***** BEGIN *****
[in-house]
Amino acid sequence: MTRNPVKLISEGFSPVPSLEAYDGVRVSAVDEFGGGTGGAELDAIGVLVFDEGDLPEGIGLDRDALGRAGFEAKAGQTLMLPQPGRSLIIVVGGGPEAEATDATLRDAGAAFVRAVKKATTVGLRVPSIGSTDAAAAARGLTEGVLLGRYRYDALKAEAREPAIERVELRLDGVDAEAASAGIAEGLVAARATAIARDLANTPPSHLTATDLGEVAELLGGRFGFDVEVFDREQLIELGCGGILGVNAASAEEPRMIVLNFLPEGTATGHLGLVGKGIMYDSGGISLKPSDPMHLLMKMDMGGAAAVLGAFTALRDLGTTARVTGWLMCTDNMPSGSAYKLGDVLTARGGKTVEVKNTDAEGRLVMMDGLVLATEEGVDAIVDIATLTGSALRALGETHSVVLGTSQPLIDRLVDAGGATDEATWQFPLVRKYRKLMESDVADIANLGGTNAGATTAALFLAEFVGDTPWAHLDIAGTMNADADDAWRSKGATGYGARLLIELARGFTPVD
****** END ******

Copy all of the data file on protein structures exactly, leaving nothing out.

[in-house]
Amino acid sequence: MTRNPVKLISEGFSPVPSLEAYDGVRVSAVDEFGGGTGGAELDAIGVLVFDEGDLPEGIGLDRDALGRAGFEAKAGQTLMLPQPGRSLIIVVGGGPEAEATDATLRDAGAAFVRAVKKATTVGLRVPSIGSTDAAAAARGLTEGVLLGRYRYDALKAEAREPAIERVELRLDGVDAEAASAGIAEGLVAARATAIARDLANTPPSHLTATDLGEVAELLGGRFGFDVEVFDREQLIELGCGGILGVNAASAEEPRMIVLNFLPEGTATGHLGLVGKGIMYDSGGISLKPSDPMHLLMKMDMGGAAAVLGAFTALRDLGTTARVTGWLMCTDNMPSGSAYKLGDVLTARGGKTVEVKNTDAEGRLVMMDGLVLATEEGVDAIVDIATLTGSALRALGETHSVVLGTSQPLIDRLVDAGGATDEATWQFPLVRKYRKLMESDVADIANLGGTNAGATTAALFLAEFVGDTPWAHLDIAGTMNADADDAWRSKGATGYGARLLIELARGFTPVD